Mordor! A rugged, volcanic landscape that more closely resembles Mars than typical North Island New Zealand. It provided the perfect filming location for the evil realm of Mordor in The Lord of the Rings trilogy. There is a famous 19km hike through its center called the Tongariro Alpine Crossing.

Sky Tower
The Sky Tower is an observation and telecommunications tower located in New Zealand’s largest city. At a height of 328 meters (1,076 ft) it is the tallest free-standing structure in the Southern Hemisphere and the Sky Tower has become an iconic structure in Auckland’s skyline. The tower offers views of up to 80 km away and fine dining in the Orbit revolving restaurant.


nz map


New Zealand is 6 hours and 30 minutes ahead of India


  • Car
  • Buses
  • Boat
  • Train


Official Currency “New Zealand Dollar”

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The best times to visit Auckland are April and October. These sweet shoulder months offer pleasant temperatures and thin tourist crowds. During peak season (November through March), you’ll contend with swells of visitors and high room rates, but you’ll also luxuriate in the sunshine. Between May and September, both temperatures and tourism drops off. Before you pick your travel dates, you should note that the seasons are reversed here: Winter in New Zealand coincides with summer in the U.S., and vice versa.


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Sunburn – The sun is much stronger than it is in Europe or North America, so make sure you stick on a hat and sun block if you’re planning to be out in the sun for more than 15-20 minutes.
Consider a city pass. Both Auckland and Wellington offer discount passes that will get you into multiple city attractions for a set price that’s cheaper than the cost of individual admission. The catch is, of course, that you’ll have to visit most or all of the attractions to see any savings. If the pass dovetails with your sightseeing plans, it could be a great deal.
Drink from the tap. Tap water is potable throughout New Zealand, so you don’t need to waste money on bottled water, especially in restaurants. Bring a reusable bottle and refill it from the faucet before you head out each morning. (Do take normal precautions when drinking from streams out in the wild, though
Clothing – Kiwis are known for their laidback and easy-going natures, something that carries through into their clothing – informal and relaxed on most occasions. Smart casual clothes are acceptable at most restaurants, bars and nightclubs.In summer it’s a good idea to include a jacket or sweater in your luggage in case the weather cools, or if you’re visiting higher altitudes.  It also rains from time to time so a light rainproof jacket or coat can be handy.  If you’re planning on visiting between May and September, warm winter clothes are ideal and you’ll want to layer your clothing.
Car share – Car shares are a popular transportation option for travelers looking to lower costs. All you need to do is chip in for gas. You can find rides on websites like Gumtree, Craigslist, or Jayride. Additionally, you’ll see people asking for rides on hostel bulletin boards.
Clean for your room – Many hostels let you trade a few hours of cleaning and making beds for free accommodation.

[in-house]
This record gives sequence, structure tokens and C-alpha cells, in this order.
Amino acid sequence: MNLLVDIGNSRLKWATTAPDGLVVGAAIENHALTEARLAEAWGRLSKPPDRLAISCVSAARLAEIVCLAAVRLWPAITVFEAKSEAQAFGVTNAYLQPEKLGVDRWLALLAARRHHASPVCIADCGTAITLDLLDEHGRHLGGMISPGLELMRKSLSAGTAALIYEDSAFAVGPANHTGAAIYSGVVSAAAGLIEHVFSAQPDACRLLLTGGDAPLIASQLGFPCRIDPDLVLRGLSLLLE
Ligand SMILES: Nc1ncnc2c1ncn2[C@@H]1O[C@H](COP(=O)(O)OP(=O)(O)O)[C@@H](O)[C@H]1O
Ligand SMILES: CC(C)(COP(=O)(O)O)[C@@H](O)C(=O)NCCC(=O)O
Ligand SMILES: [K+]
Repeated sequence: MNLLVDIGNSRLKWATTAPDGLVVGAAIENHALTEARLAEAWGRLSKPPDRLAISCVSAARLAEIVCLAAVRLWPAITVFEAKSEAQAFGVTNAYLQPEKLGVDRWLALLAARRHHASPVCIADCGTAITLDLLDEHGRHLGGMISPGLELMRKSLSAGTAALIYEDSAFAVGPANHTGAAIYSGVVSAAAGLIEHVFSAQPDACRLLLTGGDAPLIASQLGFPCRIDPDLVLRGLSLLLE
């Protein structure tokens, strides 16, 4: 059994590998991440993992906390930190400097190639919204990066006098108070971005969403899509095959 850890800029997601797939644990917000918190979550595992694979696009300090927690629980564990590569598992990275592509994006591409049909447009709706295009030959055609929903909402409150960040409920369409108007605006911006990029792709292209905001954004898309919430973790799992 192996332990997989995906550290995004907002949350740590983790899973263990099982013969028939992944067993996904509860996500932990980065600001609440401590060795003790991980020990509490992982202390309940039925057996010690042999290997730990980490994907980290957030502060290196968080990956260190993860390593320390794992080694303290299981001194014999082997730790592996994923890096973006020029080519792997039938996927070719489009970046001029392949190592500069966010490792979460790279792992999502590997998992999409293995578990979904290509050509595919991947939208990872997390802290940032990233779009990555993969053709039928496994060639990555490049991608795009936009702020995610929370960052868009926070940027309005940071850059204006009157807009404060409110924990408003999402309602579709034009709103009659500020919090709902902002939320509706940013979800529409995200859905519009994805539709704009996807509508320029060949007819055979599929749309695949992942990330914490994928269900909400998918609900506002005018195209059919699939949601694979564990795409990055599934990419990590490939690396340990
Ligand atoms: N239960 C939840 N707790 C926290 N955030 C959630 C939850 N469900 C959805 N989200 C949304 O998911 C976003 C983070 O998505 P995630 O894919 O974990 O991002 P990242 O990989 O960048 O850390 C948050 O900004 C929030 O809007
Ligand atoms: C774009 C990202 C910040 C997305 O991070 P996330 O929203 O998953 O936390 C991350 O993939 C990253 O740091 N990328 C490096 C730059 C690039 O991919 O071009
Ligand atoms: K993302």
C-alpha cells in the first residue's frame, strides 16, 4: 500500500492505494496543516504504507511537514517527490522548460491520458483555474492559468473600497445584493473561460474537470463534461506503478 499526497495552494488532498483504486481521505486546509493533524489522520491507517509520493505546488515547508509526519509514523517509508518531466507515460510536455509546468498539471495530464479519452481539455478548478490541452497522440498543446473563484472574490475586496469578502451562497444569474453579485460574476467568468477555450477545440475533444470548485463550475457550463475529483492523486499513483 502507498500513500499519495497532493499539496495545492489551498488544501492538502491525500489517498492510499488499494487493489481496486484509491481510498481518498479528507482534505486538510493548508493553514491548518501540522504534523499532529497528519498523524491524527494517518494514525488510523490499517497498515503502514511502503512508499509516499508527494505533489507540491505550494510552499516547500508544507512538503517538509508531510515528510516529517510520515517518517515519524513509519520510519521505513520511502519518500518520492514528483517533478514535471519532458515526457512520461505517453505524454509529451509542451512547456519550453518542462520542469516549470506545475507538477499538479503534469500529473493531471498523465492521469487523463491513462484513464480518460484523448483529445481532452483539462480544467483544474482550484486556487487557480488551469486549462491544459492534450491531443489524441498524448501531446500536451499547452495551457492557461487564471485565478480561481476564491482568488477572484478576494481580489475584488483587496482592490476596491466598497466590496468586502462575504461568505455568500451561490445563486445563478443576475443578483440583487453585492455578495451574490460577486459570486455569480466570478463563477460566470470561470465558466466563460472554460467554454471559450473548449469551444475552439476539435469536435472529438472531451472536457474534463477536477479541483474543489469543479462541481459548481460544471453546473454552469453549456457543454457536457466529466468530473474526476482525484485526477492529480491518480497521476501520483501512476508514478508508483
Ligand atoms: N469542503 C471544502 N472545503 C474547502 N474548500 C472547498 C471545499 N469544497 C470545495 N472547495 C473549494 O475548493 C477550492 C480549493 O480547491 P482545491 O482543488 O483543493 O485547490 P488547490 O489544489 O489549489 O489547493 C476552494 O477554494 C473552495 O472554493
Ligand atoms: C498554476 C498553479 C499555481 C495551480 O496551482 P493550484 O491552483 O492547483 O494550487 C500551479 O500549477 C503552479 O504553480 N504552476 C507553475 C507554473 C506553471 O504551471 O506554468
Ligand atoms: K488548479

Carry a basic first-aid kit for use in emergencies.
If you’re out at night, keep to well lit places where other people are present. Don’t take short cuts through parks or alleyways. Take a taxi or get a ride with someone you know.
Avoid accepting drinks from strangers and never leave your drink unattended.
Travel with someone you know and trust whenever possible.
Carry a mobile phone and don’t hesitate to dial New Zealand’s emergency phone number if you feel unsafe or threatened – dial 111.

New Zealand Travel Dont’s

Do not smoke. Smoking is banned in pubs and restaurants as well as on public transport or in public buildings.
Do not overstay your welcome.
Do not tip, which is not customary in New Zealand. However, do tip if the services are outstanding.
Do not accept rides from strangers and don’t hitchhike.
Do not make the “V for Victory” sign.
Do not eat food until it has been blessed in Maori.
Do not be late for an appointment, nor to make promises which you can’t keep or make exaggerated claims.
Do not stand in the middle of the road and hold up traffic when taking pictures, watch out for cars.
Do not wrap your gifts in red. Red is the taboo color in New Zealand.
Do not touch the head and hair of others, especially of a chief, which are particularly taboo or sacred; to touch a man’s head is a gross insult.

New Zealand Travel Do’s

Do shake hands for greeting and keep eye contact during greetings. The first name is used after introductions.
Do respect and enjoy the company of fellow members.
Do dress conservatively and formally for business occasions. Dark suits with a conservative tie and white shirt for men. Suits, dresses, or skirts and blouses for women. Wear casual attire for informal occasions.
Do open your gift upon receipt, and give gifts such as flowers, chocolate, liquor, or a book about your home country.
Do bring your own beer (B.Y.O.) if invited to a barbecue. You may also be invited to bring your own meat or a salad.
Do visit a marae, which is a sacred place that serves both social and religious purposes in Maori society. Do follow the lead for the protocol of welcoming and greeting in Maori.
Do keep your hands above the table, but don’t put your elbows on the table. Put your fork and knife parallel on the plate with the handles facing to the right when you are done eating.
Do understand that the word “kiwi” is not an offensive name when referring to New Zealanders. They will call themselves kiwis, too!